Isabella Elder - Times Past
In partnership with the Glasgow Times, our archivists are exploring Glasgow's fascinating history. This week, Nerys Tunnicliffe writes about Isabella Elder.
Isabella Elder, wife of famous shipping magnate John Elder, used her wealth to leave a lasting legacy to Govan. She became known as ‘Lady’ Elder by locals, despite not having an official title.
Her husband, Glasgow-born John Elder, had served an apprenticeship with local shipbuilder and engineer Robert Napier. He later became a partner in Randolph, Elder & Co. He designed an innovative compound steam engine in 1854. It boosted the fuel efficiency of steam ships and sealed his company’s success. They began building ships in 1860, moving to the Fairfield yard in 1868, as John Elder & Co.
After John’s death in 1869, Isabella managed the company for several months until other partners took over. The firm was renamed Fairfield Shipbuilding & Engineering Company. It went on to dominate shipbuilding on the Clyde for many years. Isabella then devoted herself to many charitable causes.
She made many donations to Glasgow University. In 1901 was one of the first women to receive an honorary degree from the university. She also donated to Queen Margaret College, a higher education college for women.
Within Govan she established a School of Domestic Economy and the Elder Cottage Hospital, which specialised in treating industrial injuries, as well as setting up a nearby training school for nurses.
Perhaps her most well-known gift to Govan was the 37 acres of land that became Elder Park in 1885. Elder Park was a memorial to her husband, that she wished to be used for "healthful recreation by music and amusement". Ball games were not permitted! The park was designed to be a green space created for the working-class community, in an area that was full of shipbuilding industry, located just along from the Fairfield company Headquarters on Govan Road. Created on the site of Fairfield Farm, and including the former farmhouse, it was a place where the shipyard and other workers could relax and exercise with their families. Despite bye-laws, now in the City Archives, stating that "No person shall wade, bathe or fish in the lake", many children have enjoyed paddling in the park’s boating pond.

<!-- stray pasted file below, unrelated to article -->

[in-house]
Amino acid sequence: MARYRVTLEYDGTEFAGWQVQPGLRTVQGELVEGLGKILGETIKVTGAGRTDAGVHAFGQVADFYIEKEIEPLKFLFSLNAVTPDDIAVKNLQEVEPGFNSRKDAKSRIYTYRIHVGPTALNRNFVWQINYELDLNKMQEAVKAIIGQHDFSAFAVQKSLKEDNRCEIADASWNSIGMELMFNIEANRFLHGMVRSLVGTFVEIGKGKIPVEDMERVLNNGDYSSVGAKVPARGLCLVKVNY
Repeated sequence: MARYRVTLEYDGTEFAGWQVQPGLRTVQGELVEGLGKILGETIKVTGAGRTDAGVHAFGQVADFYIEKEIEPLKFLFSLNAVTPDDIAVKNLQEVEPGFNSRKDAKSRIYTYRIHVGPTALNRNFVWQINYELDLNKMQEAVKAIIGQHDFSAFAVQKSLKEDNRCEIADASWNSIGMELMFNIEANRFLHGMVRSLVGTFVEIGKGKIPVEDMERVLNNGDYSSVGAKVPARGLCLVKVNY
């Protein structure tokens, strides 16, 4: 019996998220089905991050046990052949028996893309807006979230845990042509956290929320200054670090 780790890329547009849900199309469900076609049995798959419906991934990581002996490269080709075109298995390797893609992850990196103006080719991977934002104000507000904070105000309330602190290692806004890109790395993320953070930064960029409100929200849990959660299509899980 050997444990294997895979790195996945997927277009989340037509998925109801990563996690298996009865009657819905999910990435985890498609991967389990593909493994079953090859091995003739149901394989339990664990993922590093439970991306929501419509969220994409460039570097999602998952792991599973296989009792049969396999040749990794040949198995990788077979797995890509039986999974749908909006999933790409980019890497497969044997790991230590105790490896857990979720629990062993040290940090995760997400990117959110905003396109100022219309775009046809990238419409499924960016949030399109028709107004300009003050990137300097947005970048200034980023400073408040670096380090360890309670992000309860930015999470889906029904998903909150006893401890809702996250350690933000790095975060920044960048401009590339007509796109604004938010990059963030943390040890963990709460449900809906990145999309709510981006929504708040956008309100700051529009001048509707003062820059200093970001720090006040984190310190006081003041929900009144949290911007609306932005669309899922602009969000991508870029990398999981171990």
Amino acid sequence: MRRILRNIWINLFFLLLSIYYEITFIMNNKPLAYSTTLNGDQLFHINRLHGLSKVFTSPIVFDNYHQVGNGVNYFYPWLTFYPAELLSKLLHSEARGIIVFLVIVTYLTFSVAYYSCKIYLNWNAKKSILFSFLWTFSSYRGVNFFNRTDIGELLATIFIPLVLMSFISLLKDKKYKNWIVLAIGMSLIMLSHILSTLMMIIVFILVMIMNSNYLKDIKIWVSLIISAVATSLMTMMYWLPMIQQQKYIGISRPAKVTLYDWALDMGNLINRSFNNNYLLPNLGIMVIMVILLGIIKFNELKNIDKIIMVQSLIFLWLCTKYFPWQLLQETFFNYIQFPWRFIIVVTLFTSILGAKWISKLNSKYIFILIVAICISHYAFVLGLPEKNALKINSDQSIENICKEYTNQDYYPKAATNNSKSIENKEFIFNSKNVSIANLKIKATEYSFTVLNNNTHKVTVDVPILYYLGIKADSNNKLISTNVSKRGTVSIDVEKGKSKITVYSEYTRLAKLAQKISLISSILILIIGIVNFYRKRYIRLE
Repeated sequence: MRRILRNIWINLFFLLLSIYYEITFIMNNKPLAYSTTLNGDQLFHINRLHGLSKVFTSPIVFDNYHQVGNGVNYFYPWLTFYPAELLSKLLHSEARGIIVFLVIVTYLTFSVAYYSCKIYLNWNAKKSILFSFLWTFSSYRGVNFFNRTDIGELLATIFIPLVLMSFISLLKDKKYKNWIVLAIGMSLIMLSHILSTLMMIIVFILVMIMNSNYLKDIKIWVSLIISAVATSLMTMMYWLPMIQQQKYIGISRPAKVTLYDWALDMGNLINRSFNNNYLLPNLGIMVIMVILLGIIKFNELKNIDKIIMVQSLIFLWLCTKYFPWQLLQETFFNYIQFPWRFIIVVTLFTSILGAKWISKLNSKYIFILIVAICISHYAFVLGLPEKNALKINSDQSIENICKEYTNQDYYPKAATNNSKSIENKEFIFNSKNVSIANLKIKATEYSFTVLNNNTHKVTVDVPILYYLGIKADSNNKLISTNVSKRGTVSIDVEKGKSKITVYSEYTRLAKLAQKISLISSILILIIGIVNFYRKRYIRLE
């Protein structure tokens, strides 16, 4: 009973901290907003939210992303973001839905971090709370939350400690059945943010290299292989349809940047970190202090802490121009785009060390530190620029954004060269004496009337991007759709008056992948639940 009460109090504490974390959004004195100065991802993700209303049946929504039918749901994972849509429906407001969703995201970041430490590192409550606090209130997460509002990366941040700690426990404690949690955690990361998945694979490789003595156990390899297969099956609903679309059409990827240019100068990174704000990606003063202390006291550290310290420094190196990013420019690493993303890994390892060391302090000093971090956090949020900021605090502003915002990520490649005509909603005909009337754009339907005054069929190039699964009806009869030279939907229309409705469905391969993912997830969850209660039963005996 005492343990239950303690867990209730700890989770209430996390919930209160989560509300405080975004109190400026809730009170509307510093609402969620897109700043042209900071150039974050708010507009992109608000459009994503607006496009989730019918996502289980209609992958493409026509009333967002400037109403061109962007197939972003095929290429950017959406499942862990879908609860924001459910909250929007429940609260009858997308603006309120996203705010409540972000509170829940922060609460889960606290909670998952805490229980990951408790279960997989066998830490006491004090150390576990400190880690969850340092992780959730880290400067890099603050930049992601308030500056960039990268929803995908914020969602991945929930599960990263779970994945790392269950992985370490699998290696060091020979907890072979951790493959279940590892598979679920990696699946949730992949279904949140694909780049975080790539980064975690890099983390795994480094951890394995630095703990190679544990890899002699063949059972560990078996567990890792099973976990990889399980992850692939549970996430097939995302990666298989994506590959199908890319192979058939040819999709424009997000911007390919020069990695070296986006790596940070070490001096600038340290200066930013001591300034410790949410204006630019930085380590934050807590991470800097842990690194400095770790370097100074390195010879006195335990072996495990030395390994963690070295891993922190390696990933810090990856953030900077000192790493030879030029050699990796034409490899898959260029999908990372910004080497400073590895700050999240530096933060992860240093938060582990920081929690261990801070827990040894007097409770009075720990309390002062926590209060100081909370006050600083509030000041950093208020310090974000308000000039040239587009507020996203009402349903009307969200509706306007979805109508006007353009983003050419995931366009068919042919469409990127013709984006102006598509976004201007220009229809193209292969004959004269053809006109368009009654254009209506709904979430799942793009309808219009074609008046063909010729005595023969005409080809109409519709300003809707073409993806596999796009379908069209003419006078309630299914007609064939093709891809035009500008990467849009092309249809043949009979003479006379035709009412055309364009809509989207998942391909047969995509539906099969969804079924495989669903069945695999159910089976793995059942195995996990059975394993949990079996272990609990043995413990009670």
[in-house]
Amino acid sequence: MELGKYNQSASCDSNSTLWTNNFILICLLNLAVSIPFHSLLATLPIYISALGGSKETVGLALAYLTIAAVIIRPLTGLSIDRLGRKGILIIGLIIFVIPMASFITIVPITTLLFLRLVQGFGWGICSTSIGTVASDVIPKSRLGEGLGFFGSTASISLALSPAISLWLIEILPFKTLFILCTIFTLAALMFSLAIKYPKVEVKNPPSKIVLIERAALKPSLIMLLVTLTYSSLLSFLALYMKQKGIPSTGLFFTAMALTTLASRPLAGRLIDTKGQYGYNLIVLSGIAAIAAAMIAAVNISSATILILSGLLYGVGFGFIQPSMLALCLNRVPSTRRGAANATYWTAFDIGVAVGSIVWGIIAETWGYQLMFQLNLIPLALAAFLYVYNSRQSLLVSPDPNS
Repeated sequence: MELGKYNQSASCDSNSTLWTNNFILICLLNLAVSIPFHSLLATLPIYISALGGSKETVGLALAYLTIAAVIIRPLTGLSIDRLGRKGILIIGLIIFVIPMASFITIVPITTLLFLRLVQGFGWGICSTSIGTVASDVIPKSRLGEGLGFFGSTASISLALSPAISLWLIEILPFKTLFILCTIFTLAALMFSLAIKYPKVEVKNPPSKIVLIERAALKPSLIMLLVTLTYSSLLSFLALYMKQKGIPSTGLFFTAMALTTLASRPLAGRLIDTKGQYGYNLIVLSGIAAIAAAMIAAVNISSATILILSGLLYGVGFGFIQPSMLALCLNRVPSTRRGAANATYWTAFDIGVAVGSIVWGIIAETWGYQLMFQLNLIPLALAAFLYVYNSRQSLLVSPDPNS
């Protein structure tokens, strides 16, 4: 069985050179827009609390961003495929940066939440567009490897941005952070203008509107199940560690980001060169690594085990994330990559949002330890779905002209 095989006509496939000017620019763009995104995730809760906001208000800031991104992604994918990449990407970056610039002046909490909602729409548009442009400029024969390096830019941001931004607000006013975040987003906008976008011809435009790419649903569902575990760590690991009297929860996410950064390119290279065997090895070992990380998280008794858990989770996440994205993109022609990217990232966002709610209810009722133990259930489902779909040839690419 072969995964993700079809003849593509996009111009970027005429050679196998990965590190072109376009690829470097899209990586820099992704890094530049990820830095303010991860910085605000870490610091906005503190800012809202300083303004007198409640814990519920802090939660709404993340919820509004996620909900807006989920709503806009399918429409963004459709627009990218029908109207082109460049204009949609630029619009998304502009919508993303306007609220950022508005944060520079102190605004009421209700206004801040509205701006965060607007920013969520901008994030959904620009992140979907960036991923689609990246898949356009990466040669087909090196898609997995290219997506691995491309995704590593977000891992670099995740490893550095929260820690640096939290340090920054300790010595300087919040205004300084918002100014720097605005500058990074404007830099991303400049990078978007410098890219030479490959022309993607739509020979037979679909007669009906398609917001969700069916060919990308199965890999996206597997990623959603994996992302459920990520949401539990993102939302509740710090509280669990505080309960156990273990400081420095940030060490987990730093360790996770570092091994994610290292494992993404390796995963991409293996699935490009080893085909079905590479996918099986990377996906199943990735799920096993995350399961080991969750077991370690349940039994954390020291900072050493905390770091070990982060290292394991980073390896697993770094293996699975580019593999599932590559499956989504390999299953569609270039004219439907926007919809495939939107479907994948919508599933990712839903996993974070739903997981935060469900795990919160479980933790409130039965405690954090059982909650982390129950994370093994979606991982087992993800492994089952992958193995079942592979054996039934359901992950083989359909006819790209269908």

Standing within the park, Elder Park Library was officially opened 1903. Isabella gave the massive sum of £10,000 towards the building cost and sale of books. She also provided extra money for the maintenance of the library. She insisted on the condition that the library opened on Sundays to allow working people to have more access time. The library was designed by local architect JJ Burnet, and was opened by the wealthy Scots-American industrialist Andrew Carnegie (who also funded several other libraries in the city).
After her death in 1905, a fund for a memorial was set up. The Govan Burgh archives include a whole minute book dedicated to meetings arranging the memorial. Donations came from everyday people living in Govan and £2000 was raised, evidence of Govan’s high regard for Isabella and her generosity. A statue of Isabella was erected at Elder Park, one of the first statues of a woman in Glasgow.